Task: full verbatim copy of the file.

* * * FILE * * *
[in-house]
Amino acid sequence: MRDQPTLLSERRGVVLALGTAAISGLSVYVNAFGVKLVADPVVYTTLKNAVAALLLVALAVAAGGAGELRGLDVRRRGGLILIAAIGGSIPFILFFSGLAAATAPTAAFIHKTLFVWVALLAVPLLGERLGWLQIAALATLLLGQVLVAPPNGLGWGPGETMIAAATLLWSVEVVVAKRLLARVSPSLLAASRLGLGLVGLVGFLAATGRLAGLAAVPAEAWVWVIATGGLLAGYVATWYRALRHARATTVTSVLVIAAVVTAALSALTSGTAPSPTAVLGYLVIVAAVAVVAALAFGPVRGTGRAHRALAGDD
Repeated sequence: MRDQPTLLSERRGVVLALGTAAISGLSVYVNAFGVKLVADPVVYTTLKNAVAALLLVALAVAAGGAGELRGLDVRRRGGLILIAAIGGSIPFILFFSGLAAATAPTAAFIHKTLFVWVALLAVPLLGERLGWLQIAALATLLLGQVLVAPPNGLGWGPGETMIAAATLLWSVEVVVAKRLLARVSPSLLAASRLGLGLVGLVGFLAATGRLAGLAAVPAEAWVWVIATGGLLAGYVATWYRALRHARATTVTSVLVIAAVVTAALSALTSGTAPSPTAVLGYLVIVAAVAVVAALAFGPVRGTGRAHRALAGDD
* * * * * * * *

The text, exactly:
[in-house]
Amino acid sequence: MRDQPTLLSERRGVVLALGTAAISGLSVYVNAFGVKLVADPVVYTTLKNAVAALLLVALAVAAGGAGELRGLDVRRRGGLILIAAIGGSIPFILFFSGLAAATAPTAAFIHKTLFVWVALLAVPLLGERLGWLQIAALATLLLGQVLVAPPNGLGWGPGETMIAAATLLWSVEVVVAKRLLARVSPSLLAASRLGLGLVGLVGFLAATGRLAGLAAVPAEAWVWVIATGGLLAGYVATWYRALRHARATTVTSVLVIAAVVTAALSALTSGTAPSPTAVLGYLVIVAAVAVVAALAFGPVRGTGRAHRALAGDD
Repeated sequence: MRDQPTLLSERRGVVLALGTAAISGLSVYVNAFGVKLVADPVVYTTLKNAVAALLLVALAVAAGGAGELRGLDVRRRGGLILIAAIGGSIPFILFFSGLAAATAPTAAFIHKTLFVWVALLAVPLLGERLGWLQIAALATLLLGQVLVAPPNGLGWGPGETMIAAATLLWSVEVVVAKRLLARVSPSLLAASRLGLGLVGLVGFLAATGRLAGLAAVPAEAWVWVIATGGLLAGYVATWYRALRHARATTVTSVLVIAAVVTAALSALTSGTAPSPTAVLGYLVIVAAVAVVAALAFGPVRGTGRAHRALAGDD